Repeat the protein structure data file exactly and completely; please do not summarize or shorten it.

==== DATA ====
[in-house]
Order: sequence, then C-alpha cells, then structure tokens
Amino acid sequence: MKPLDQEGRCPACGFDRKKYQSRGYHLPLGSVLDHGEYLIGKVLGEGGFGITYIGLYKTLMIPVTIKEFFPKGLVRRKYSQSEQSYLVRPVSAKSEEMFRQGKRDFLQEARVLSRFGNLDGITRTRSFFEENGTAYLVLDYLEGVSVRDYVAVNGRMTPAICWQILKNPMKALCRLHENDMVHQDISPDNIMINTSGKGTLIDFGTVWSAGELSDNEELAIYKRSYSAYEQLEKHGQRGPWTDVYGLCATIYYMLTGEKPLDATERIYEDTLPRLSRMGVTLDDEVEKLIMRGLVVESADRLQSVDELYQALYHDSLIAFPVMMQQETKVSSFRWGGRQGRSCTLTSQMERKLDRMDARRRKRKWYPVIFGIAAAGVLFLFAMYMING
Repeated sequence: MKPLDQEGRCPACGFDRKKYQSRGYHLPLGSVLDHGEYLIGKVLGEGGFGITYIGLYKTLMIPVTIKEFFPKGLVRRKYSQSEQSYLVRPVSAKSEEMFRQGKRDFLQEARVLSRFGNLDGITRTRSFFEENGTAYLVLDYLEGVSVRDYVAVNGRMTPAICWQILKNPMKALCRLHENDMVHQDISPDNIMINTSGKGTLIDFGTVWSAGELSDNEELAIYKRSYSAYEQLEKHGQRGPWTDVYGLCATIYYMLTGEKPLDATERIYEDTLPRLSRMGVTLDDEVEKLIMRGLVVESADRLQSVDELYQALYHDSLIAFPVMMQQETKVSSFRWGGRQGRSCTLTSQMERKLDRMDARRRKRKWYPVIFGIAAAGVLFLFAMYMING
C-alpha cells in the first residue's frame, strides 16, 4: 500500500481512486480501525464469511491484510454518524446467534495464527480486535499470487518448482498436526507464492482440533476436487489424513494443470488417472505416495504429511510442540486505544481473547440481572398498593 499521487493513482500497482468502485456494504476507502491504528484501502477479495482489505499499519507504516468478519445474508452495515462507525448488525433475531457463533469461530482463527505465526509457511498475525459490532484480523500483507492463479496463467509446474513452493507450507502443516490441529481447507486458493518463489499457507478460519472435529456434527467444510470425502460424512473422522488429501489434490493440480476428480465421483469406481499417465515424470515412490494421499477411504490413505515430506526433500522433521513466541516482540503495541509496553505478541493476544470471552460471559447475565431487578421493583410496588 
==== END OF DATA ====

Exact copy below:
[in-house]
Order: sequence, then C-alpha cells, then structure tokens
Amino acid sequence: MKPLDQEGRCPACGFDRKKYQSRGYHLPLGSVLDHGEYLIGKVLGEGGFGITYIGLYKTLMIPVTIKEFFPKGLVRRKYSQSEQSYLVRPVSAKSEEMFRQGKRDFLQEARVLSRFGNLDGITRTRSFFEENGTAYLVLDYLEGVSVRDYVAVNGRMTPAICWQILKNPMKALCRLHENDMVHQDISPDNIMINTSGKGTLIDFGTVWSAGELSDNEELAIYKRSYSAYEQLEKHGQRGPWTDVYGLCATIYYMLTGEKPLDATERIYEDTLPRLSRMGVTLDDEVEKLIMRGLVVESADRLQSVDELYQALYHDSLIAFPVMMQQETKVSSFRWGGRQGRSCTLTSQMERKLDRMDARRRKRKWYPVIFGIAAAGVLFLFAMYMING
Repeated sequence: MKPLDQEGRCPACGFDRKKYQSRGYHLPLGSVLDHGEYLIGKVLGEGGFGITYIGLYKTLMIPVTIKEFFPKGLVRRKYSQSEQSYLVRPVSAKSEEMFRQGKRDFLQEARVLSRFGNLDGITRTRSFFEENGTAYLVLDYLEGVSVRDYVAVNGRMTPAICWQILKNPMKALCRLHENDMVHQDISPDNIMINTSGKGTLIDFGTVWSAGELSDNEELAIYKRSYSAYEQLEKHGQRGPWTDVYGLCATIYYMLTGEKPLDATERIYEDTLPRLSRMGVTLDDEVEKLIMRGLVVESADRLQSVDELYQALYHDSLIAFPVMMQQETKVSSFRWGGRQGRSCTLTSQMERKLDRMDARRRKRKWYPVIFGIAAAGVLFLFAMYMING
C-alpha cells in the first residue's frame, strides 16, 4: 500500500481512486480501525464469511491484510454518524446467534495464527480486535499470487518448482498436526507464492482440533476436487489424513494443470488417472505416495504429511510442540486505544481473547440481572398498593 499521487493513482500497482468502485456494504476507502491504528484501502477479495482489505499499519507504516468478519445474508452495515462507525448488525433475531457463533469461530482463527505465526509457511498475525459490532484480523500483507492463479496463467509446474513452493507450507502443516490441529481447507486458493518463489499457507478460519472435529456434527467444510470425502460424512473422522488429501489434490493440480476428480465421483469406481499417465515424470515412490494421499477411504490413505515430506526433500522433521513466541516482540503495541509496553505478541493476544470471552460471559447475565431487578421493583410496588 